November 9, 2022
Revisiting The Ethereum Improvement Proposal 1559
To improve is to change, to be perfect is to change often. This is how the saying goes, at least.
Sometimes things don’t go according to the plan, some changes divide the community into different camps, and a lot of people will stick to old, proven ways. This was the case with the Ethereum Improvement Proposal 1559, later just EIP 1559 - a proposal to reform the Ethereum fee market for the better.
I have addressed EIP and its potential consequences on Ethereum for FinanceMagnates a few years ago, so it’s fun to look back on and see where we find ourselves now. I guess it wouldn’t hurt to talk about it a bit more right here, with the benefit of hindsight. Subscribe and strap in!
Why Was EIP 1559 Needed?
First, we need to go back in time and define what this proposal aimed to fix.
On August 5, 2021, EIP 1559 was implemented as part of the London Hardfork. The upgrade changed how Ethereum processed and calculated gas fees, and changed the transaction inclusion system to battle inefficient and costly bidding on gas prices.But let’s roll back to the basics, so those of my readers who are not as familiar with the working process of Ethereum could understand the magnitude of proposed changes.
Public blockchain networks accept transactions from anyone on the network and add them to the blockchain. Transaction processing requires bandwidth, computation, and memory resources, plus there’s a limit to the number of transactions that can be processed at a time.
Ethereum processes about 30 transactions per second, so for efficient allocation of the resources, blockchains charge a transaction fee.
- User bids a transaction fee (gas) associated with the transaction.
- The miner chooses which transactions to include in the block.
- The miner gets all the transaction fees that users bid in the block.
First-price auction required users to either overpay transaction fees or have a longer waiting time, which is not ideal to say the least.
In periods of high demand, transaction fees are extremely volatile, making it difficult to make the right bid. For example, some individual paid a $2,600,000 fee to send $130 worth of ETH. That’s roughly 2,000,000% more than the transaction itself!
This is what EIP wanted to solve. But how would they do that?
Changes Brought By EIP 1559
Overall, EIP brought four major changes to the table. First of all, changed the requirement from fixed-sized blocks to variable-sized blocks.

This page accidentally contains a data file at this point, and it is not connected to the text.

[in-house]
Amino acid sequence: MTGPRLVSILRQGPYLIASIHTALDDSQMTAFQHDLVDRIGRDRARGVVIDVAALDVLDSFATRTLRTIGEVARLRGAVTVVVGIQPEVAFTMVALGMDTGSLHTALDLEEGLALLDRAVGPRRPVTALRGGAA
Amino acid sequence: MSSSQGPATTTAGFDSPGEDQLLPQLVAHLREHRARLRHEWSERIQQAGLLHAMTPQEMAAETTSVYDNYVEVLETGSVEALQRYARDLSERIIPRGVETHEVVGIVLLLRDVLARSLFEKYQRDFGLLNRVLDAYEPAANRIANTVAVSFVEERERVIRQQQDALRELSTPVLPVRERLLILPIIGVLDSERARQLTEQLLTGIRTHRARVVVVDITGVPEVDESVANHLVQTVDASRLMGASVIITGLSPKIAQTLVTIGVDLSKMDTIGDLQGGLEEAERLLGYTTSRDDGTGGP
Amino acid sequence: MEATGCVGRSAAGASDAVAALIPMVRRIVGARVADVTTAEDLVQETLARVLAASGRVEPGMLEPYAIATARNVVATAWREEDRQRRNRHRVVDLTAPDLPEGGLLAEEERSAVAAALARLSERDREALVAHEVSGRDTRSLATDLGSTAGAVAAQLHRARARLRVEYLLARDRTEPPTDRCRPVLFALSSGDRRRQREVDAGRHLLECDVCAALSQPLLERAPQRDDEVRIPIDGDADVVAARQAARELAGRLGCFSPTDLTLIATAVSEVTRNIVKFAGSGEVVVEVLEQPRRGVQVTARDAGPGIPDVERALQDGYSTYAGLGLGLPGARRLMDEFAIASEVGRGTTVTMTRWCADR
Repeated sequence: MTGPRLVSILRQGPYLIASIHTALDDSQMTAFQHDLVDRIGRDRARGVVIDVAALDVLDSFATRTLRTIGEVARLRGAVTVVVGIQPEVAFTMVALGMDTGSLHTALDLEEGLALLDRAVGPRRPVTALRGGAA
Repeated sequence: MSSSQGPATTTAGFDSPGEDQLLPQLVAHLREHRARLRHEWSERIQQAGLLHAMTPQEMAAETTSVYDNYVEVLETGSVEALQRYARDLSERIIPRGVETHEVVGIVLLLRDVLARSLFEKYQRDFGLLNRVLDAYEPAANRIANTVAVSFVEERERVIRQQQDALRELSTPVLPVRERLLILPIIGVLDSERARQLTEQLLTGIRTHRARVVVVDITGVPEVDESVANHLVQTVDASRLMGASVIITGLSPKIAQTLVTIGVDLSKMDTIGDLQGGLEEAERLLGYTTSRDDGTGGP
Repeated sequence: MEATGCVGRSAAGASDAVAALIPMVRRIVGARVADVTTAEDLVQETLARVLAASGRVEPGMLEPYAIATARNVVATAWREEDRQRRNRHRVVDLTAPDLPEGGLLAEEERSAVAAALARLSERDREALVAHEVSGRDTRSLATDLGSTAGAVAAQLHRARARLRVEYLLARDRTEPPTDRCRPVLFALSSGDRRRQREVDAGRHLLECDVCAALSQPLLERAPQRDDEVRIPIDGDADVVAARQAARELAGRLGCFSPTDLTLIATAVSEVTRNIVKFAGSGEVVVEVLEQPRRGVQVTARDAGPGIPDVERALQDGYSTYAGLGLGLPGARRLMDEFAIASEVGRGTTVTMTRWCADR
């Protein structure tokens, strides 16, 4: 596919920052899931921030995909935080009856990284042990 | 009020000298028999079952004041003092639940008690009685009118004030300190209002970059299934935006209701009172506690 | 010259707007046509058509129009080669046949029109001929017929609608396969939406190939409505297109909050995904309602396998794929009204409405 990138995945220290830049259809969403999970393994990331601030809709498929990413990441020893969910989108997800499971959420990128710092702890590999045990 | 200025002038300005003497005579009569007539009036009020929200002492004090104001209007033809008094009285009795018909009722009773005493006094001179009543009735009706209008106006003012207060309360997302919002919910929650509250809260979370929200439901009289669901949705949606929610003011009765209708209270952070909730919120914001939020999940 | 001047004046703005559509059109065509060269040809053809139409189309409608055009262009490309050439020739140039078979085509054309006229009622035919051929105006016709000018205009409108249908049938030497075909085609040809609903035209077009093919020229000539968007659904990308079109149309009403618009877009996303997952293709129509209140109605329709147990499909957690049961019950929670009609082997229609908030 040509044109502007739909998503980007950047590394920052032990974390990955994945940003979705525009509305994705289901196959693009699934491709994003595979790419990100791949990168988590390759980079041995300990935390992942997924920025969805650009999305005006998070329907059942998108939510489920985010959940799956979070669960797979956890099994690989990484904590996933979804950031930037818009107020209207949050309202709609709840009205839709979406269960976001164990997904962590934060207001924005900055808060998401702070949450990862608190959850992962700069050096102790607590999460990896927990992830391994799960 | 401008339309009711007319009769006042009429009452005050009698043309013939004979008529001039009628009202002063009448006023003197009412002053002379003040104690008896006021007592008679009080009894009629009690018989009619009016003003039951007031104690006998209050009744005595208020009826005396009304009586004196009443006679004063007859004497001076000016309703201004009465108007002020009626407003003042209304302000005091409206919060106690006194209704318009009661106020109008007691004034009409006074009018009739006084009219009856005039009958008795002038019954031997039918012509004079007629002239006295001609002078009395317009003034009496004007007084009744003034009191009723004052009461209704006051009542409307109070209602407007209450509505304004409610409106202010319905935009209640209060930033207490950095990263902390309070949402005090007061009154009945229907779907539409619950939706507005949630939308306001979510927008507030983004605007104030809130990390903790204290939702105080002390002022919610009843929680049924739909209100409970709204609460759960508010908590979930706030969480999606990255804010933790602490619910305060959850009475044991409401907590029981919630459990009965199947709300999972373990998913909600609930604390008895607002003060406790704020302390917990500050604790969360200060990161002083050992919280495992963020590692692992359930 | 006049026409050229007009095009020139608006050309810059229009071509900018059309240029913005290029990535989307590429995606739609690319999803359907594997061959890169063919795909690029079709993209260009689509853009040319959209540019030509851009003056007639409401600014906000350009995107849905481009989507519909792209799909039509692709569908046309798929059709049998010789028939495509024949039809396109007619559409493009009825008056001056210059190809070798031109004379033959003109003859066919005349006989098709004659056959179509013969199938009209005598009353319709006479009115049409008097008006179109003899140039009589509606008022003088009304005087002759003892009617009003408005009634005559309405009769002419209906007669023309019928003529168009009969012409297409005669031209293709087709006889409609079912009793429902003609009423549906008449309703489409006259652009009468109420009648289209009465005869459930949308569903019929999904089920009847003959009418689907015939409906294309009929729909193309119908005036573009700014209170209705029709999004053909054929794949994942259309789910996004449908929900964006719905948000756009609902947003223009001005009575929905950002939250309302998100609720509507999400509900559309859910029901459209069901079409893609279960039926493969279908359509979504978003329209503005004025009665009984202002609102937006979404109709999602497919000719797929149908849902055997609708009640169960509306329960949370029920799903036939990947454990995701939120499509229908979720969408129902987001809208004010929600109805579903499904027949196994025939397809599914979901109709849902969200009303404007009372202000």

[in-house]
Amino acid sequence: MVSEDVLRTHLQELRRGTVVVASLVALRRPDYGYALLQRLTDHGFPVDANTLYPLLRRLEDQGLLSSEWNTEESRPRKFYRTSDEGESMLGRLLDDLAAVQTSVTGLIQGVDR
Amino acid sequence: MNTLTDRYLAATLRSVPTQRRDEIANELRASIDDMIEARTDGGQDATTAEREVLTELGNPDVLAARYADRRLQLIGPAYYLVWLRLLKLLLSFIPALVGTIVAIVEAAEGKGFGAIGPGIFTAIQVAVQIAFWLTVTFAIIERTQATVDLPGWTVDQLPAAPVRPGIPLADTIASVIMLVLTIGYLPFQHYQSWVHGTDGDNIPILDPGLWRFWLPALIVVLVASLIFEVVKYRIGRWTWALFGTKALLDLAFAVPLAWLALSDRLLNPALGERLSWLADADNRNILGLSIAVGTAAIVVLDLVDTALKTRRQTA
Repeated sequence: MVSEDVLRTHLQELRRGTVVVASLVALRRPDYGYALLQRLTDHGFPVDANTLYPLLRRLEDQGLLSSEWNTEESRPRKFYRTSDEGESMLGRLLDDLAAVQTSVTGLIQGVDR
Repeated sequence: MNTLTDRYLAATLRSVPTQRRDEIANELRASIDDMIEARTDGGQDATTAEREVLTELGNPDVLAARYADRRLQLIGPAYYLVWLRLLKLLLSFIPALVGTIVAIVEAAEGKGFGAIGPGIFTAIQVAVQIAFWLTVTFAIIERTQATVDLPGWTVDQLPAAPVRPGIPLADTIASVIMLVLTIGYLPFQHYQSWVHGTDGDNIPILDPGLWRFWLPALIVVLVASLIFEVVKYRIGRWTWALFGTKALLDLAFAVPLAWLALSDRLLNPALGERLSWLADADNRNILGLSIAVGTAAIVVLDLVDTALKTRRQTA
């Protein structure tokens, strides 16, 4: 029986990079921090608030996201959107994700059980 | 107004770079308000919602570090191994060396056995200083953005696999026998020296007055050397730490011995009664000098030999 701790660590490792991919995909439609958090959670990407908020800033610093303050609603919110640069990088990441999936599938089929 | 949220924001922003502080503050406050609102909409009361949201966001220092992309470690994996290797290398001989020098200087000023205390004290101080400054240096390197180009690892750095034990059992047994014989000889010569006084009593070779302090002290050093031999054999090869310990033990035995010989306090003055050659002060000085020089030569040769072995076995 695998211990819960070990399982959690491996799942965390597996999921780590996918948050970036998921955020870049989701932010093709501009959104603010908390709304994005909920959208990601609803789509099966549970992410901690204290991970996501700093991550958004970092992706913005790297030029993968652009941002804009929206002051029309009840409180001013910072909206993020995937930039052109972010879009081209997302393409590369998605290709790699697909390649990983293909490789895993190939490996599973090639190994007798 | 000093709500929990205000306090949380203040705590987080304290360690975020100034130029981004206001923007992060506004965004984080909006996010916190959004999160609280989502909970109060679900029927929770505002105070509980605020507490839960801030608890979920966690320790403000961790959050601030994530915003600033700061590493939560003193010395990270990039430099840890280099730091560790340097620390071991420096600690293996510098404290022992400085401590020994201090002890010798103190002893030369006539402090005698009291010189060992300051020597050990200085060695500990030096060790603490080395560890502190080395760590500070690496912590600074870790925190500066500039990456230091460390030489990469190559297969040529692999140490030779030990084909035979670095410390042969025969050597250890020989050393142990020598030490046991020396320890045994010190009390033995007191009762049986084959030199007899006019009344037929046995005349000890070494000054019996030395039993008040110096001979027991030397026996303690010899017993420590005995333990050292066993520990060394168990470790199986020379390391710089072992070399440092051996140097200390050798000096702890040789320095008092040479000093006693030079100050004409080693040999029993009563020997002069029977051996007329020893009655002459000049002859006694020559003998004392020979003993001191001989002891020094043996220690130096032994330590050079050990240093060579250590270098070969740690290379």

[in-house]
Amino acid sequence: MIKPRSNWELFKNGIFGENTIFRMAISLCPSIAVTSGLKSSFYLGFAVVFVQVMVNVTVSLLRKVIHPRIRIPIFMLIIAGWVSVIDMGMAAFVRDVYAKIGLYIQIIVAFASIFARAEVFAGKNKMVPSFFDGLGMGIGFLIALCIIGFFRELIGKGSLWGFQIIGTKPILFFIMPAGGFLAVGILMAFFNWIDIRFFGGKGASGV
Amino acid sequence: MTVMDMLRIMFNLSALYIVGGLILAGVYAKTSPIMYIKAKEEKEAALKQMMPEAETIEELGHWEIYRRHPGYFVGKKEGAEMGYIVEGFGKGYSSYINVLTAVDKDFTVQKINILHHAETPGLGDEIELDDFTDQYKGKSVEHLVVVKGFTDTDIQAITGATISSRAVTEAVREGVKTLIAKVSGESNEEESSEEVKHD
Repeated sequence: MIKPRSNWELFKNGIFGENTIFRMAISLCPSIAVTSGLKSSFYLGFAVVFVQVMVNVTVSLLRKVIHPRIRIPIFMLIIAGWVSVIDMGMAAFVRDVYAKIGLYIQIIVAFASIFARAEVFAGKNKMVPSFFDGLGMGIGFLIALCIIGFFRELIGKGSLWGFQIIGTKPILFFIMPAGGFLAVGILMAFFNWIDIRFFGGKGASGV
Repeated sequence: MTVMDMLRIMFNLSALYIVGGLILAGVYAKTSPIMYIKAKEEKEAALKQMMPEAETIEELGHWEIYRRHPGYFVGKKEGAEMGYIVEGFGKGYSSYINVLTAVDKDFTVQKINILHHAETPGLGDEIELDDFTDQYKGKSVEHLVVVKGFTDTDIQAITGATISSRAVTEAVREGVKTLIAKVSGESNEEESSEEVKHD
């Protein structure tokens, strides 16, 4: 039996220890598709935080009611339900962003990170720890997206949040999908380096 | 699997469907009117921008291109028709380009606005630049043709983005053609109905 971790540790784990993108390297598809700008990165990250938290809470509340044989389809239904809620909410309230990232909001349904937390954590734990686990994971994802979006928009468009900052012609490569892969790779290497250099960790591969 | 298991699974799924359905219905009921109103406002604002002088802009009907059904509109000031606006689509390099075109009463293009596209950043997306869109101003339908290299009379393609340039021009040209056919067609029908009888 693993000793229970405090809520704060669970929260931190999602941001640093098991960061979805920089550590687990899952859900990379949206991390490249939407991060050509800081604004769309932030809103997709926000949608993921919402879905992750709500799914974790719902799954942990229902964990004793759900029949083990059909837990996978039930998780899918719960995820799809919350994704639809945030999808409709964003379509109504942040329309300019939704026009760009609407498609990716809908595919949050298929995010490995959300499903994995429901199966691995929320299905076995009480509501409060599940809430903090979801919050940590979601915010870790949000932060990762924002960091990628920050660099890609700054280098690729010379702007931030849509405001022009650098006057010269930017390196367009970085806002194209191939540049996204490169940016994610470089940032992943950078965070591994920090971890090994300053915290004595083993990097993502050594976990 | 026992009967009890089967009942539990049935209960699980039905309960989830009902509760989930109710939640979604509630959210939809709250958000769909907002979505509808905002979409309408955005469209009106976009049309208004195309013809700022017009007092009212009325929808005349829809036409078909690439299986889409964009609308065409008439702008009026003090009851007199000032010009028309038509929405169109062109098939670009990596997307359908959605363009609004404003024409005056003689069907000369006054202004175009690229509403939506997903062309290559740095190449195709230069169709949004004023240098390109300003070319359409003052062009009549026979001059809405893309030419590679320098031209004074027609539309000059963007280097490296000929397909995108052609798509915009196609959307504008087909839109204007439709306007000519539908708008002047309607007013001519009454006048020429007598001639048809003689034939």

Secondly, the upgrade introduced the system of ‘base fees’. The ‘base fee’ automatically adjusts to the network’s congestion level of transactions, providing a fair ‘market rate’ instead of referencing the historical fees.
In addition to the ‘base fee’, users could optionally bid two additional parameters in their transactions - max priority fee per gas, and max fee per gas. Priority fees are the tips that incentivized miners to prioritize their transactions. ‘Max fee’ is a mechanism that allows Ethereum users to set a maximum price they agree to pay as a transaction fee, limiting expenses. Thus, the clearer gas price could be obtained based on these three requirements.
Last but not least, EIP decided that the base fees would get burned, while the priority fee would be awarded to the miners. Before EIP 1559, miners got all the gas fees in a block, but with EIP-1559 implemented, tips became mandatory since miners did not earn the base fee anymore and otherwise would mine empty blocks. Miners lost out on a lot of money, while regular users were hopeful that this would make ETH more valuable…
As I said in that FinanceMagnates piece, “Even if EIP 1559 would be accepted, and assuming ETH 1.x runs adjacent to ETH 2.0 for several years, I believe that the amount of ETH burned as a result of EIP 1559 may be insignificant in light of the forthcoming ETH 2.0 release, since the new Ethereum algorithm will be based on a Proof-of-Stake consensus algorithm and a completely new mining principle.’
It’s really funny how that panned out. ‘The Merge’ really happened too, and not so long ago. Now though, let’s see if EIP was a good idea.
EIP 1559… Was It Any Good?
At a glance, EIP 1559 improved the user experience by making fee estimation easier.
However, it had a minimal effect on gas fee levels and blockchain security. EIP-1559 also did not make gas cheaper. It did not lower the transaction fee level, so now we can say that high gas fees are a scalability issue, not a mechanism design issue.
From the good things, we can highlight that it mitigated the intra-block difference of gas price paid, plus reduced waiting times for the users from ~17 secs to ~10 secs, possibly as a result of easier gas price bidding and variable-sized blocks. We can also claim that users who adopted EIP-1559 paid a lower fee than those who dismissed the new model.
However, there are a few worries about changes impacting consensus security, but extensive studies suggest that the impact is fairly modest.
From my point of view, the introduction was beneficial not only for the reasons described above, but also helped the community to find the shortcomings and suggest new ways to improve the transaction fee mechanism. We live, we learn, and we change… for the better!
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